The second reason numbers count is that bank appraisers count them. These guys can’t get into the houses they base their comps on so they mostly ignore special details built into the house they’re examining. Does #16’s construction match that of #25? They don’t know, so they don’t care. They look for the most recent sale in the neighborhood, calculate its square footage and age, toss a little pixie dust into the air and presto! They have a value. In this case, the appraiser need merely look across the street to see a house the same size and age of the subject property and, when he learns that it sold just last week for $6.2 million, he’s going to be inclined to value the house he’s appraising at close to the same price. Or so I think. I’m wrong on all sorts of things (like how to spell Patrick Daniel Moynihan) and I could be all wet on this one. I don’t want to see Peter or his listing encounter difficulty; I pointed out the two houses merely to illustrate what I fear will become the dreaded domino effect in Greenwich housing, as more spec builders dump their projects for whatever they can get.

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Well Darn!
There were 6-8 comments lined up waiting this morning for posting. I clicked on them and then pushed “reject” instead of “publish” (the buttons on my iPhone are too small for a clumsy-fingered guy like me) and now they’re …who knows where rejected electrons go? Anyway, sorry – please write again.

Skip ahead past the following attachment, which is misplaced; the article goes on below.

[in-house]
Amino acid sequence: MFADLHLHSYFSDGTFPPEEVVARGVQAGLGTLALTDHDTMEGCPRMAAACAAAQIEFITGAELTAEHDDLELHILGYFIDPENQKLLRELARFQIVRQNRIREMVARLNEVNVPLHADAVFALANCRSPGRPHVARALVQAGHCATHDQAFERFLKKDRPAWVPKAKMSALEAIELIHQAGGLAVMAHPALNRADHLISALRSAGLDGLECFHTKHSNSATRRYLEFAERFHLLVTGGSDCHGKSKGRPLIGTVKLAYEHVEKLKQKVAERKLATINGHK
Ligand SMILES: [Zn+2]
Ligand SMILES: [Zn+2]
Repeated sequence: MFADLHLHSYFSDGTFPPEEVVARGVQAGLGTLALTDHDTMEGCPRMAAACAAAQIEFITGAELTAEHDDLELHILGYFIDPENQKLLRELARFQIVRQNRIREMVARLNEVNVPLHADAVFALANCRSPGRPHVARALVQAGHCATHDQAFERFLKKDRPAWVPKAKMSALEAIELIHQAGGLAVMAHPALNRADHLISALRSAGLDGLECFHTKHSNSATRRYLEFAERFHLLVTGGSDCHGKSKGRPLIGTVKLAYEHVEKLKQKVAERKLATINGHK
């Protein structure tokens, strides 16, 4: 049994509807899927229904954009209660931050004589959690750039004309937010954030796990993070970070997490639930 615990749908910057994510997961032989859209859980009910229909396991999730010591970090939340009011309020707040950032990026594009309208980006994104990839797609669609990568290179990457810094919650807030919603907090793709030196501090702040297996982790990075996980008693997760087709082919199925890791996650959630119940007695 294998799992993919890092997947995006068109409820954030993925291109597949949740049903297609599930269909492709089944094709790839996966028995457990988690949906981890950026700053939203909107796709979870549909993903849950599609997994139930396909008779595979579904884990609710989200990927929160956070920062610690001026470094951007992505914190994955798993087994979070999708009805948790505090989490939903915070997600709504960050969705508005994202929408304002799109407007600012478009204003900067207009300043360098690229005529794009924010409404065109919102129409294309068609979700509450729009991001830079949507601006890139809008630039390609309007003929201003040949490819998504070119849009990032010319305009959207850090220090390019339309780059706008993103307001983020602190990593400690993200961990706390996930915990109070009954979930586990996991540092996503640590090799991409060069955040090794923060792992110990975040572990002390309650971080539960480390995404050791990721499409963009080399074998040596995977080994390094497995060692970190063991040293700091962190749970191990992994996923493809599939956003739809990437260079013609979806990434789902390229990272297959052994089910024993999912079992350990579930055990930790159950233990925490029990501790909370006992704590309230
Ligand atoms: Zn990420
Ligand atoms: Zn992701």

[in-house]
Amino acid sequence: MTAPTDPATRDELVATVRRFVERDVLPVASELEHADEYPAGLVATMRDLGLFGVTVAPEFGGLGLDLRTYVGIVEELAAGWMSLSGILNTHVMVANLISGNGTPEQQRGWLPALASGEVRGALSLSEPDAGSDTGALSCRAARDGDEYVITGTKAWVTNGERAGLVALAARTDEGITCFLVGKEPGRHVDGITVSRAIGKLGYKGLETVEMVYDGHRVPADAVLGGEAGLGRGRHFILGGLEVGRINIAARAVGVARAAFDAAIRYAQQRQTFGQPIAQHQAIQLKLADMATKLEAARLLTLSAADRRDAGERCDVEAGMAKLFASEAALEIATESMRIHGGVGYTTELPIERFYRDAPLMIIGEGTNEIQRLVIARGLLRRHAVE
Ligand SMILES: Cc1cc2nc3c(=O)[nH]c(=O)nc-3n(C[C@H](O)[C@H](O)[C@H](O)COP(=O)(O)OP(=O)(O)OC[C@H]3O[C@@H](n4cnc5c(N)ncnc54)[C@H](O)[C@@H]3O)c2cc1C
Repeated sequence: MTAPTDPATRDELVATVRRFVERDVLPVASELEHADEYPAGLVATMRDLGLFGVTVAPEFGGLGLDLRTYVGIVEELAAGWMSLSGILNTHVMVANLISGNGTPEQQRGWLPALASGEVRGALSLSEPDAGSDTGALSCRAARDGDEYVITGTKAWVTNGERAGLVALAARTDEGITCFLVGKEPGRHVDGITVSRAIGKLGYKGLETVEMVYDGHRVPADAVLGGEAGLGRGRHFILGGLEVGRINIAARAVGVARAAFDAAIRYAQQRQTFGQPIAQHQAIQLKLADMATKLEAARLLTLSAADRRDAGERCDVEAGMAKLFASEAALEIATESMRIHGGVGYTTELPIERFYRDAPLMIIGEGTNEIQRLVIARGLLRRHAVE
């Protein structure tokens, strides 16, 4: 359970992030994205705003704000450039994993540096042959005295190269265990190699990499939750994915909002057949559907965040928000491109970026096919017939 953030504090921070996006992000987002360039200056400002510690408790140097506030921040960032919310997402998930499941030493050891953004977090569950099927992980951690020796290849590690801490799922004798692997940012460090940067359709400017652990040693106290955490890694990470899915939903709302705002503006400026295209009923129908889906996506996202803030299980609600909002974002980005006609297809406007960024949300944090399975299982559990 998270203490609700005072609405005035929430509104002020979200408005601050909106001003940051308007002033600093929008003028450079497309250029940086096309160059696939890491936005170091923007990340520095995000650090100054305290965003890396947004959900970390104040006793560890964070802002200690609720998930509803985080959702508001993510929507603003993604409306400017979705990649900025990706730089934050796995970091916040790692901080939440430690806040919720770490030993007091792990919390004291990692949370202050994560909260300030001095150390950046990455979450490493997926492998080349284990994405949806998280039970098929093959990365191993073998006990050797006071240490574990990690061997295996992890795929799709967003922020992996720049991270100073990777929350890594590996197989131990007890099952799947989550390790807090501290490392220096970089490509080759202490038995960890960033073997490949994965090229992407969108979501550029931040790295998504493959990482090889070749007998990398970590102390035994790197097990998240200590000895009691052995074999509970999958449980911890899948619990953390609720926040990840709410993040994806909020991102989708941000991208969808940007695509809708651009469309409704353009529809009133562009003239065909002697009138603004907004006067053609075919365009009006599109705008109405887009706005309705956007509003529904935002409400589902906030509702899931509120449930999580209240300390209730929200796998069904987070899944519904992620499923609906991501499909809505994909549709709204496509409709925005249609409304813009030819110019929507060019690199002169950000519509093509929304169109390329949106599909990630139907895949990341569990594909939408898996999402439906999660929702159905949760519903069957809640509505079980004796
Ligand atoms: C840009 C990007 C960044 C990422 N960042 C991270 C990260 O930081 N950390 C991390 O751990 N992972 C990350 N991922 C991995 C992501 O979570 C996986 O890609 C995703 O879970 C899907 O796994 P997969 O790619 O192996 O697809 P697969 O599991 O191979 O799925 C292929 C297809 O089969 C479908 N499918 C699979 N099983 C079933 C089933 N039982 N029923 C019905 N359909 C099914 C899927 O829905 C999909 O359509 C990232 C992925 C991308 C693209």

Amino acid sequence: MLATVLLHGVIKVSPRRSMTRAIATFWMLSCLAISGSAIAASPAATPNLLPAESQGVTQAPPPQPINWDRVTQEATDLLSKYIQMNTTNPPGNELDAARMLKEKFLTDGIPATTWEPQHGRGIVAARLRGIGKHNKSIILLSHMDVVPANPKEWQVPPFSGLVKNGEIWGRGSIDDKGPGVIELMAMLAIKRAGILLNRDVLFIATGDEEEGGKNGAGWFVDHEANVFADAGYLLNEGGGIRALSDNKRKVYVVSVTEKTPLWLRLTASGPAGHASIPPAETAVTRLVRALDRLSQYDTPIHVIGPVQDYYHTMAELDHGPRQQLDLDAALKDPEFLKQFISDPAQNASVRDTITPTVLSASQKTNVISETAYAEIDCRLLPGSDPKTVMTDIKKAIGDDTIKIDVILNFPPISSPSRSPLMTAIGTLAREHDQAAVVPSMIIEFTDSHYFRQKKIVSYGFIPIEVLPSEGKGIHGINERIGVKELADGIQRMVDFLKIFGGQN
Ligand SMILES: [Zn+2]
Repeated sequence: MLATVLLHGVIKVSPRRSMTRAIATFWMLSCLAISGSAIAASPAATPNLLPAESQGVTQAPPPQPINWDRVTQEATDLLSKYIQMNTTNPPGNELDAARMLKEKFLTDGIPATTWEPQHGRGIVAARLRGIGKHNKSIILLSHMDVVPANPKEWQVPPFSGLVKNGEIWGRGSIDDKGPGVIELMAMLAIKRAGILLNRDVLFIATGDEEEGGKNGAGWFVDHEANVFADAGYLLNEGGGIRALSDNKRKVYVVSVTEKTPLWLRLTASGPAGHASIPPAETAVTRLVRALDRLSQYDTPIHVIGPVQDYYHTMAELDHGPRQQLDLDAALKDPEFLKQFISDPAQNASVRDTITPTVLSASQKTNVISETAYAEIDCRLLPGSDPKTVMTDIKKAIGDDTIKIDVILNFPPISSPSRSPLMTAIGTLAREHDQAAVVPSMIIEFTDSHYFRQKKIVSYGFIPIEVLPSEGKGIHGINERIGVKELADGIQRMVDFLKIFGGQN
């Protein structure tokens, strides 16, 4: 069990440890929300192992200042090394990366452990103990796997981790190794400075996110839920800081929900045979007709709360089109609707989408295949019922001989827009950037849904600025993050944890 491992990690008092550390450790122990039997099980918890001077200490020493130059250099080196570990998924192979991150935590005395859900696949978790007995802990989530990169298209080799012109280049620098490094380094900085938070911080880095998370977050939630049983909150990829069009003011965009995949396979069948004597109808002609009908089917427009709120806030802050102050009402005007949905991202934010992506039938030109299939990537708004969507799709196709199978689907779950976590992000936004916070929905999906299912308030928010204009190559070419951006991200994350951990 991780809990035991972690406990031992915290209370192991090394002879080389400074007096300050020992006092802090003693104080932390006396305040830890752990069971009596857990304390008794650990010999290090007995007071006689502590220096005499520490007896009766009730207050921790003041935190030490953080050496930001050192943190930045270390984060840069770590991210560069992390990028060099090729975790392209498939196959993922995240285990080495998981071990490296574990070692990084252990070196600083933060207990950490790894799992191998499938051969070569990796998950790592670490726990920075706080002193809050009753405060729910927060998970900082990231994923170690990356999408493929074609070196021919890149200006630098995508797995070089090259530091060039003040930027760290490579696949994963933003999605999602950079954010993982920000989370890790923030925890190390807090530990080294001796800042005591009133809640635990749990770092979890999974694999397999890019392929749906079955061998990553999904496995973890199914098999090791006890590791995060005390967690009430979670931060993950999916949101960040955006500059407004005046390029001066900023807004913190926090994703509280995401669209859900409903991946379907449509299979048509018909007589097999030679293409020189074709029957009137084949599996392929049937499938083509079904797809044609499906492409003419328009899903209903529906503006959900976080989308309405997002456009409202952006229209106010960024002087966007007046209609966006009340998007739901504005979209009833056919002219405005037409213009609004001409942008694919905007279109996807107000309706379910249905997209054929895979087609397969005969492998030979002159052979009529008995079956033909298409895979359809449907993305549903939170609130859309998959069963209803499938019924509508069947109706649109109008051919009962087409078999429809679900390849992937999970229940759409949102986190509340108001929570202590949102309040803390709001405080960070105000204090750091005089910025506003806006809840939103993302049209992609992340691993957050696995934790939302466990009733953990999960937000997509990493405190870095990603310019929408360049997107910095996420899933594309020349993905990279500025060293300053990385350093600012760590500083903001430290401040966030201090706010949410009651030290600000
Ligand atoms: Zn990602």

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29 Irvine, OG
Two Sales of Note

29 Irvine sold yesterday for $2,150,000 which is a little less than 75% of what was asked for back in May and possibly far less than its original price in January – I can’t tell; all records of the original price, except for the date of the listing contract, have disappeared from the Greenwich Multiple Listing Service’s records. Would the GMLS expunge records? You tell me.

3 Old farms Road (north of the Post Road, in Old Greenwich)sold for $1,525,000, 76% of its original asking price back in April, $1,995,000 and $225,000 less than they paid for it ($1,750,000) in August, 2003. Ouch.

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Lies, damn lies and statistics.
A real estate columnist in my old paper writes today that

“The Pending Home Sales Index representing contracts signed in August increased 7.4% from an upward revision in July and is 8.8% higher than August 2007.”

That would certainly be encouraging, if it were accurate, and I’m confident that her paper will receive no complaints from its real estate advertisers about her column. And that, according to the paper’s editor and publisher, is precisely the point.

But what if readers are being delivered a wheelbarrow full of dung? Here are the real statistics for Greenwich contracts.

July, 2008: 39; July, 2007: 40. Call it a draw.
August, 2008: 22; August, 2007: 46. That’s 48% down, not 8.8% higher, by my math (and, though I don’t pretend to understand what an “upward revision from July” means, Aug. ’08’s contracts represent a 56% decline from the preceding month, not a 7.4% increase).